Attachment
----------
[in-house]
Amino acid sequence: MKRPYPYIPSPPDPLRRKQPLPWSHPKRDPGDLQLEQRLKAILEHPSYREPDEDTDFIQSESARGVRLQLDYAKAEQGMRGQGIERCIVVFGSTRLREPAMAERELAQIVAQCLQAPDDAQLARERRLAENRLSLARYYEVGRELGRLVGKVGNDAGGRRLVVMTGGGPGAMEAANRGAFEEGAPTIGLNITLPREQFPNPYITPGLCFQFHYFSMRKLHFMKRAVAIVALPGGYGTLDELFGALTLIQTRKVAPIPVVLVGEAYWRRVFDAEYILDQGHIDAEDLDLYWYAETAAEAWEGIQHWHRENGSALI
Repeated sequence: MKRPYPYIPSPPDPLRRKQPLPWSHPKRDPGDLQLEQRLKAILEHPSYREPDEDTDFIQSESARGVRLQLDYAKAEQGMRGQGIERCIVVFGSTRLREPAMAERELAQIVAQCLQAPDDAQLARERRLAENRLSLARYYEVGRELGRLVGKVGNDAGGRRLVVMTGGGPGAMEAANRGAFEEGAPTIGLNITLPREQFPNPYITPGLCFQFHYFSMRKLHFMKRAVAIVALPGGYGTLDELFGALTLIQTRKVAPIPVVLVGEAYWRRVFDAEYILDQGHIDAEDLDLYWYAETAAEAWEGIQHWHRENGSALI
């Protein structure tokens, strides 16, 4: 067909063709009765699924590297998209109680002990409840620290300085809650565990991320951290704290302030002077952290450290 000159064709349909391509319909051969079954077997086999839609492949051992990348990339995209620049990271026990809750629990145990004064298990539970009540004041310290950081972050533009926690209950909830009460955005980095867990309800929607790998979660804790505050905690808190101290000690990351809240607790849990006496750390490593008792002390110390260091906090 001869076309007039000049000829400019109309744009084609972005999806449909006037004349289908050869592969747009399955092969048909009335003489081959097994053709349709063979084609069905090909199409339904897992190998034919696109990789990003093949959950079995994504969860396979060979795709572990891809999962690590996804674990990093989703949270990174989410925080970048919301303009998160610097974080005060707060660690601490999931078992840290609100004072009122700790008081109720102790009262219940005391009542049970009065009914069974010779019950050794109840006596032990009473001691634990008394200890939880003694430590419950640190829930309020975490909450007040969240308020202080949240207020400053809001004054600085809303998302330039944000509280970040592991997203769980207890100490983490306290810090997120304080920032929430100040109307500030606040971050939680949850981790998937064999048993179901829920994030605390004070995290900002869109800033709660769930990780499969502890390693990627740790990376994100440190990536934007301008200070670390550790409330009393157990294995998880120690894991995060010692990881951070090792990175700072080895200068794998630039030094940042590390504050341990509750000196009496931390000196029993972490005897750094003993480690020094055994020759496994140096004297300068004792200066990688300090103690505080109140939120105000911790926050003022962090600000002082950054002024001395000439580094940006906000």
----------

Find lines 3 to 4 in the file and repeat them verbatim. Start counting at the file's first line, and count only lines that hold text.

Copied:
Repeated sequence: MKRPYPYIPSPPDPLRRKQPLPWSHPKRDPGDLQLEQRLKAILEHPSYREPDEDTDFIQSESARGVRLQLDYAKAEQGMRGQGIERCIVVFGSTRLREPAMAERELAQIVAQCLQAPDDAQLARERRLAENRLSLARYYEVGRELGRLVGKVGNDAGGRRLVVMTGGGPGAMEAANRGAFEEGAPTIGLNITLPREQFPNPYITPGLCFQFHYFSMRKLHFMKRAVAIVALPGGYGTLDELFGALTLIQTRKVAPIPVVLVGEAYWRRVFDAEYILDQGHIDAEDLDLYWYAETAAEAWEGIQHWHRENGSALI
């Protein structure tokens, strides 16, 4: 067909063709009765699924590297998209109680002990409840620290300085809650565990991320951290704290302030002077952290450290 000159064709349909391509319909051969079954077997086999839609492949051992990348990339995209620049990271026990809750629990145990004064298990539970009540004041310290950081972050533009926690209950909830009460955005980095867990309800929607790998979660804790505050905690808190101290000690990351809240607790849990006496750390490593008792002390110390260091906090 001869076309007039000049000829400019109309744009084609972005999806449909006037004349289908050869592969747009399955092969048909009335003489081959097994053709349709063979084609069905090909199409339904897992190998034919696109990789990003093949959950079995994504969860396979060979795709572990891809999962690590996804674990990093989703949270990174989410925080970048919301303009998160610097974080005060707060660690601490999931078992840290609100004072009122700790008081109720102790009262219940005391009542049970009065009914069974010779019950050794109840006596032990009473001691634990008394200890939880003694430590419950640190829930309020975490909450007040969240308020202080949240207020400053809001004054600085809303998302330039944000509280970040592991997203769980207890100490983490306290810090997120304080920032929430100040109307500030606040971050939680949850981790998937064999048993179901829920994030605390004070995290900002869109800033709660769930990780499969502890390693990627740790990376994100440190990536934007301008200070670390550790409330009393157990294995998880120690894991995060010692990881951070090792990175700072080895200068794998630039030094940042590390504050341990509750000196009496931390000196029993972490005897750094003993480690020094055994020759496994140096004297300068004792200066990688300090103690505080109140939120105000911790926050003022962090600000002082950054002024001395000439580094940006906000």